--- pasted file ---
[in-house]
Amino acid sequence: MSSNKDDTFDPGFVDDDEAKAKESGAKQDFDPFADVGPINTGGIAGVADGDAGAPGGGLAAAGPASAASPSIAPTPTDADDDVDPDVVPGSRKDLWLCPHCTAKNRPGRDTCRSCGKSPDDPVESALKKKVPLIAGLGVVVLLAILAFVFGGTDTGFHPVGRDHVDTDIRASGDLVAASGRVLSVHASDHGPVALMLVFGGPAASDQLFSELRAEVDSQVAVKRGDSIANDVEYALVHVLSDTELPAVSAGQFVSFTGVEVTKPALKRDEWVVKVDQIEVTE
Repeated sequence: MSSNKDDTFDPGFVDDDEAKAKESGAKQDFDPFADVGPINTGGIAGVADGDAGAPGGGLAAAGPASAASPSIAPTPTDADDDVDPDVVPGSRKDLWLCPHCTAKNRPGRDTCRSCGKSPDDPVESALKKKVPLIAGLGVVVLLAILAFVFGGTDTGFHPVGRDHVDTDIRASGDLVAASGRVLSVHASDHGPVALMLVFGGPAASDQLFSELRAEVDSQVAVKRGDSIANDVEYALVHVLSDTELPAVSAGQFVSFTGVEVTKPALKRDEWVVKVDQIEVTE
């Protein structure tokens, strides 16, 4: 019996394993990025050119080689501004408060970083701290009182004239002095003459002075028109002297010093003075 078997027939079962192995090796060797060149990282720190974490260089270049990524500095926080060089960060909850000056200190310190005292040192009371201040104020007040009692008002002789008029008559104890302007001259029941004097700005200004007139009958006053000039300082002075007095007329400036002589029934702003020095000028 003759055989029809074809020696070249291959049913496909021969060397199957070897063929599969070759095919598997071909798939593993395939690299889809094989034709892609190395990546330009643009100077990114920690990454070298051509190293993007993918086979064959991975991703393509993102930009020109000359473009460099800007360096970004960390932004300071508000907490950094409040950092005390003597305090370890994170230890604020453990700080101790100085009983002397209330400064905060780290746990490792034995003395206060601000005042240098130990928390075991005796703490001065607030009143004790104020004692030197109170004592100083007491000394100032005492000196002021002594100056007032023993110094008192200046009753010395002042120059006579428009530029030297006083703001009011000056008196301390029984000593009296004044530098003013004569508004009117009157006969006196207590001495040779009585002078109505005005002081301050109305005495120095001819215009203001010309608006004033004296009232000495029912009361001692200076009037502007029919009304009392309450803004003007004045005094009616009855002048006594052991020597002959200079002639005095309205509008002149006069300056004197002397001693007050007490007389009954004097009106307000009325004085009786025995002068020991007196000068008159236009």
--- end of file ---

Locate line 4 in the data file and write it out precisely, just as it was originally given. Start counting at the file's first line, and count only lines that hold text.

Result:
């Protein structure tokens, strides 16, 4: 019996394993990025050119080689501004408060970083701290009182004239002095003459002075028109002297010093003075 078997027939079962192995090796060797060149990282720190974490260089270049990524500095926080060089960060909850000056200190310190005292040192009371201040104020007040009692008002002789008029008559104890302007001259029941004097700005200004007139009958006053000039300082002075007095007329400036002589029934702003020095000028 003759055989029809074809020696070249291959049913496909021969060397199957070897063929599969070759095919598997071909798939593993395939690299889809094989034709892609190395990546330009643009100077990114920690990454070298051509190293993007993918086979064959991975991703393509993102930009020109000359473009460099800007360096970004960390932004300071508000907490950094409040950092005390003597305090370890994170230890604020453990700080101790100085009983002397209330400064905060780290746990490792034995003395206060601000005042240098130990928390075991005796703490001065607030009143004790104020004692030197109170004592100083007491000394100032005492000196002021002594100056007032023993110094008192200046009753010395002042120059006579428009530029030297006083703001009011000056008196301390029984000593009296004044530098003013004569508004009117009157006969006196207590001495040779009585002078109505005005002081301050109305005495120095001819215009203001010309608006004033004296009232000495029912009361001692200076009037502007029919009304009392309450803004003007004045005094009616009855002048006594052991020597002959200079002639005095309205509008002149006069300056004197002397001693007050007490007389009954004097009106307000009325004085009786025995002068020991007196000068008159236009």